The following was forwarded to me earlier this evening:
The Voice of San Diego reported this evening that city attorney candidate Jan Goldsmith will announce tomorrow the dual endorsement of Sheriff Bill Kolender and District Attorney Bonnie Dumanis. Last week, the Reader broke a story about 1986 allegations against Goldsmith for Domestic Violence. I am outraged – as all women should be – that our area’s top law enforcement officials would endorse an individual with a history of domestic violence who, if elected, would run the city’s Domestic Violence and Special Victims Unit. Tell Sheriff Kolender, DA Dumanis to “Break the Silence” and speak out against Domestic Violence as they endorse Judge Goldsmith. Thursday February 14th at noon at City Hall.
By Matt Potter Published Wednesday, Feb. 6, 2008 , San Diego reader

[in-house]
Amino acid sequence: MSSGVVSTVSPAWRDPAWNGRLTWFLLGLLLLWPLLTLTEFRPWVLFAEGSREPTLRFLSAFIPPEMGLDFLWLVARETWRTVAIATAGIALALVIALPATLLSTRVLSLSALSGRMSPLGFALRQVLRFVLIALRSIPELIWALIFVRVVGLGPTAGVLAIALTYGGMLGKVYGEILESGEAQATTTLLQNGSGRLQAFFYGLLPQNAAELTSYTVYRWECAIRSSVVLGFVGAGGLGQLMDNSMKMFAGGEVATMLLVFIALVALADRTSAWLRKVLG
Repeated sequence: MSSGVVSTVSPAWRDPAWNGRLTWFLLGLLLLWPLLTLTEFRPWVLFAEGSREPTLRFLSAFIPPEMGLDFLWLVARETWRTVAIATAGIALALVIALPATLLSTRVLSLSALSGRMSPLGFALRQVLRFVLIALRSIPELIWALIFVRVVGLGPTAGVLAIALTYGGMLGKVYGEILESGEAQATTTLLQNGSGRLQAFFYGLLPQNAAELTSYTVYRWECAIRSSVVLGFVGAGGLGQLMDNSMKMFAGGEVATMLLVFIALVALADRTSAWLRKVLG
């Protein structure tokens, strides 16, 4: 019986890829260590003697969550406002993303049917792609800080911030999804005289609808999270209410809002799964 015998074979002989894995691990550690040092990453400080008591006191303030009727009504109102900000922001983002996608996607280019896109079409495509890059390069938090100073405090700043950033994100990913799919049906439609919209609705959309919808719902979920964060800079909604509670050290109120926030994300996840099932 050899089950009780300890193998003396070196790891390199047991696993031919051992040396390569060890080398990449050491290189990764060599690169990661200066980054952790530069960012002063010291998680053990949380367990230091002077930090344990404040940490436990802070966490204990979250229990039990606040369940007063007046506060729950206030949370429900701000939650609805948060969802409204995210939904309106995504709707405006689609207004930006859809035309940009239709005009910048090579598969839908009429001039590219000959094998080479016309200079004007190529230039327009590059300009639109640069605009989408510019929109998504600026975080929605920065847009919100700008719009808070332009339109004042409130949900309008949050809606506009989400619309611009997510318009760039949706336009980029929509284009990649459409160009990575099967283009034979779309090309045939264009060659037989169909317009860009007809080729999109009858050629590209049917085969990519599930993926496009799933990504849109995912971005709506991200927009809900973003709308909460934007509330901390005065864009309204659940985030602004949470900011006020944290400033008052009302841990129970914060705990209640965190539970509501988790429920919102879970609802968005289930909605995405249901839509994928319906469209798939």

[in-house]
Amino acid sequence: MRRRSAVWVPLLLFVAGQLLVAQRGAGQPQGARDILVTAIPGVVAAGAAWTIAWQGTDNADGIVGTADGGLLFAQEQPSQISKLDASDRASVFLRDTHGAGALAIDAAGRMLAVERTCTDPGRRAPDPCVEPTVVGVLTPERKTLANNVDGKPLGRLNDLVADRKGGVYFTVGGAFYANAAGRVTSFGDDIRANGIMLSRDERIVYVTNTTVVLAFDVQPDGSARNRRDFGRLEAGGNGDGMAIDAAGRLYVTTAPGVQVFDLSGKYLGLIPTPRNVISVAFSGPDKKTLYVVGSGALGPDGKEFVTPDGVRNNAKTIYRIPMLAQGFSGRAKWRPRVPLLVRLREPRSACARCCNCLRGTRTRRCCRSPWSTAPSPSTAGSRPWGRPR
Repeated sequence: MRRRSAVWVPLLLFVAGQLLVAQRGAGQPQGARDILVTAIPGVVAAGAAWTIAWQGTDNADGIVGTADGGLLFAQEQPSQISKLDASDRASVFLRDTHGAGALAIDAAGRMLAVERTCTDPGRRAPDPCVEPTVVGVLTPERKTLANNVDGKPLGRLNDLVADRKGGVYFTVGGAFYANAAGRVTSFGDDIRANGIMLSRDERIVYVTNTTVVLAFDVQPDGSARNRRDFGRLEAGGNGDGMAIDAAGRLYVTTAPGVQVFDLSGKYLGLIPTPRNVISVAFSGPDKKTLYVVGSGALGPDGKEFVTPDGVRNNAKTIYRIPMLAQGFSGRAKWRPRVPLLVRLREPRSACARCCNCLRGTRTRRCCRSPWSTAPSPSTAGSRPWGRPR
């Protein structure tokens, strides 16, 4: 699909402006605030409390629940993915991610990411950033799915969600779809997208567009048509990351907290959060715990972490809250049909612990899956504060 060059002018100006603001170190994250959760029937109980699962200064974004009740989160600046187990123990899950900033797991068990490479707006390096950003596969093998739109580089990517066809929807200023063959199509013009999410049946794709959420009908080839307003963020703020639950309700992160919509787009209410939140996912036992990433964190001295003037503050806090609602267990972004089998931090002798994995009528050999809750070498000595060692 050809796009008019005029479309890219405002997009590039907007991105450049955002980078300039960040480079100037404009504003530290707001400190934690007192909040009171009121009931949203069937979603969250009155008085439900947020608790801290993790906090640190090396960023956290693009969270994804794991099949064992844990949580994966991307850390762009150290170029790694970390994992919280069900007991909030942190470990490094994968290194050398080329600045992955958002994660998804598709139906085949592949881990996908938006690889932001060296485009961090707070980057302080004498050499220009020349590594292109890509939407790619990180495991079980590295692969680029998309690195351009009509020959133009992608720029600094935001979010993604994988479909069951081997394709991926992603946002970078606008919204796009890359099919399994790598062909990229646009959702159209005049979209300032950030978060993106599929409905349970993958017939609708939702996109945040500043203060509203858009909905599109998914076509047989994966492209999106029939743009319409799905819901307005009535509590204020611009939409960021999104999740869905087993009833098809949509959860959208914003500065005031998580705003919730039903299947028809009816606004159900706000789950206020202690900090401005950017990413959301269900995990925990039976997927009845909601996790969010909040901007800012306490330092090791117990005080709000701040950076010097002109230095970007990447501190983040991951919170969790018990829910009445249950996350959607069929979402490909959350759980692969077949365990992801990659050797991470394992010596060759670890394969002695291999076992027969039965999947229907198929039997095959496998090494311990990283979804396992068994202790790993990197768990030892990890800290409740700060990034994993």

Jostling in the race for San Diego city attorney is becoming more pronounced as the major candidates lining up against incumbent Mike Aguirre seek to gain advantage. Likely to play a role in the campaign are documents from the 1986 divorce case of one prospective contender, superior court judge and ex-Poway mayor Jan Goldsmith, whose wife Christine accused him of turning “a minor disagreement into a major altercation.” According to a signed statement by Christine dated April 15, 1986, Goldsmith “began yelling and screaming at me in obviously uncontrolled anger. He then gave me a hard shove in the chest and cocked his fist in an extremely threatening manner. All of this appeared in front of the children causing them to be extremely upset and telling their father not to hit their mother. He then began throwing items off the kitchen counter in his continuing rage. I could not leave at that time without further aggravating the situation and exposing myself to potentially further harm.” The next day, she said, she slept at her sister’s house with the children. “I am afraid to go back to the house the Respondent is still there as I feel his anger may once again get the best of him and he may, in fact, cause physical danger to myself and irreparable harm to both myself and our minor children.” The couple later reconciled and Christine dropped the divorce action against her husband, but the story may resonate during the upcoming campaign; part of the city attorney’s responsibilities include running the Domestic Violence and Special Victims Unit. Both Goldsmiths are judges; she was appointed in 1987, he in 1998. In a statement issued by his campaign consultant this week, Goldsmith and his wife noted that they have been married 33 years and said, “At about the 12-year mark — in 1986 — we had our only serious marital problem and were faced with whether to work it out or terminate the marriage. We decided to work it out. We went through several months of counseling and made lasting adjustments in the way we communicate.” He added, “No relationship is without its defining moment. We are by no means ashamed of the way we responded to our defining moment 21 years ago. In fact, we are proud of the way we responded and how our relationship has grown and continues to grow in our 34th year of marriage